I know some people who hate God right now. One lost a child to illness. Several have simply had a bad run of luck in recent years. They can’t understand why an all-loving God lets bad things happen to them.
I used to be there.
When my brother died, when my parents divorced, when my friend Sean Marley committed suicide. In the aftermath of those events, I wasn’t on speaking terms with God. At other points in my life, like my struggle to contain OCD and addictive behavior, I was talking to God, but nothing coming from my mouth was making much sense. I was rattling off prayers designed to make my life safer and more comfortable.
My relationship with God has gone through changes in recent years. I no longer pray for the safety of everyone I know. I just pray we’ll all have the wisdom to live our lives the way we’re supposed to for whatever length of time we’re going to be around. I’ve come to see life’s body blows not as a punishment but as situations we’re supposed to work through to come out stronger.
I bring this up because it was the dominant theme of last night’s R.C.I.A. (Right of Christian Initiation for Adults) class, which I’m helping to teach this year.
One of the students mentioned the recent disasters in Japan and asked how God could let it happen. She also mentioned how the death of children can be an especially bitter pill to swallow. I think we’re all with her on that one. I don’t ever want to experience that. I have friends who have been through that, and I honestly don’t know how they get up the strength to get out of bed in the morning and carry on.
My friend Peter Richardson, who has been running R.C.I.A. for several years, mentioned the greater good — how there’s a bigger plan that’s simply beyond the comprehension of mortal human beings. He noted how there’s something greater in the next life that’s simply impossible to grasp while we’re still chained to this world.
Some of you will say that’s just so much bullshit. But that’s what Faith is — the belief that there’s something much bigger in store, even if we can’t see tangible proof of it. Faith is a hard thing because we’re so rooted in our everyday chaos and hunger for things (technology, pleasure, money). It’s enough to make the brain spin off its stem and break apart.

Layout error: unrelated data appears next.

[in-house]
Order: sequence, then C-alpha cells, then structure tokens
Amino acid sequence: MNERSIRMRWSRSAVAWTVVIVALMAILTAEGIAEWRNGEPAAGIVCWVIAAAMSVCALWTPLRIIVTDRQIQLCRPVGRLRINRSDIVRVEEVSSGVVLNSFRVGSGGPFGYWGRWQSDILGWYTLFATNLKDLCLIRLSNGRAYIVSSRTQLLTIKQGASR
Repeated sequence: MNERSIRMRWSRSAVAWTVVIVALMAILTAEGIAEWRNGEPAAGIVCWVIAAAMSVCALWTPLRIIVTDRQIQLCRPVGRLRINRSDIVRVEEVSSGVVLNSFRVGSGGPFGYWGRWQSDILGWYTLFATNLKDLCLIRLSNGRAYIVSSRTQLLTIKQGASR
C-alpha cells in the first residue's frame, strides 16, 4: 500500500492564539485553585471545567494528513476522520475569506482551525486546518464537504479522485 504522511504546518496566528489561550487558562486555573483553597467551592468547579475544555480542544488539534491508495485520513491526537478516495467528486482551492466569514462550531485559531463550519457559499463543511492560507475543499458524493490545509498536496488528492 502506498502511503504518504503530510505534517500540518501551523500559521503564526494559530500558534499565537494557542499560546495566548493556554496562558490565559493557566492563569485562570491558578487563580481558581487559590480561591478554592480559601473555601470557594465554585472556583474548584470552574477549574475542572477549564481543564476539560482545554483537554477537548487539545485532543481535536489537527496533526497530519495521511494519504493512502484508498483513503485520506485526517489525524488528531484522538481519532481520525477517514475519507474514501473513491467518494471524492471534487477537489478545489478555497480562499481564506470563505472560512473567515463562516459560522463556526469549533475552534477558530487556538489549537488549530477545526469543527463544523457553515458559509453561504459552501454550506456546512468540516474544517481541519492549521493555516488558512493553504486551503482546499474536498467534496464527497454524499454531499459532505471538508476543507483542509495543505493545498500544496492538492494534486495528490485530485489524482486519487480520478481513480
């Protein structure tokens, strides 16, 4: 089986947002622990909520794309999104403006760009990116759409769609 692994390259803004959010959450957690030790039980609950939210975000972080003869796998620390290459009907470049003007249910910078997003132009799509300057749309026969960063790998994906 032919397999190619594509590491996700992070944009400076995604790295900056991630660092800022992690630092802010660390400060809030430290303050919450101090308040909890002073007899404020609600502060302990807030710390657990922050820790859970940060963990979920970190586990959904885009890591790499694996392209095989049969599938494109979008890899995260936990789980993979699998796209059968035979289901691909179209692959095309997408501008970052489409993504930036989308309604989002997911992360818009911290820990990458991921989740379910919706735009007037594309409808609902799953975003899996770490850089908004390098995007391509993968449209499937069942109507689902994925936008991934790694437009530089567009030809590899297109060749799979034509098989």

Whatever the case may be, somewhere along the way I chose to believe. To those who think I’m crazy and living a pipe dream, I respect your opinion but don’t really care if you think I’m crazy. We’ll just have to agree to disagree.
To those who ask why it’s worth having faith when there’s always the chance that there’s really nothing there after death, I ask, what’s the alternative? Even if there’s nothing on the other side, I’d still rather live by beliefs that include treating those around me right and striving for good. I’d still rather strive for a clean soul, though I admittedly have a lot of work to do on that one. If there’s nothing on the other side, at least I’ll have taken a shot at being a better person.
But as I’ve said, I do believe.
As part of that, there’s something else I believe: The bad things we go through — and we all go through the bad — is a test. I don’t think certain things are deliberately planned out, like a natural disaster, the death of a loved one or the break-up of a relationship. But I do think we’re tasked with coming out of these things as better people who can come through when others need our help later on. That’s what Mister Rogers was talking about right after 9-11 when he suggested children always watch for the helpers in the face of disaster.
In the movie “Pearl Harbor,” there’s a scene where FDR meets with his military advisors and expresses his desire to strike back at Japan. His advisors give him all the reasons why it can’t be done. Then he mentions the polio that left him in a wheelchair and how he’s spent every hour of his life wondering why God put him in the chair.
Too dramatic? Maybe. This was a product of Hollywood and the scene was probably only loosely based on what really happened.
Still, I can totally picture FDR saying those things. He did say them at various times of his presidency.
His faith helped him deal with some of the biggest challenges mankind had faced up to that point. In that war and wars since then, faith has helped a lot of people push forward with the tasks that terrified them.
They chose to believe despite all the terrible things that happen around here.
So do I.(Golgotha – Edvard Munch)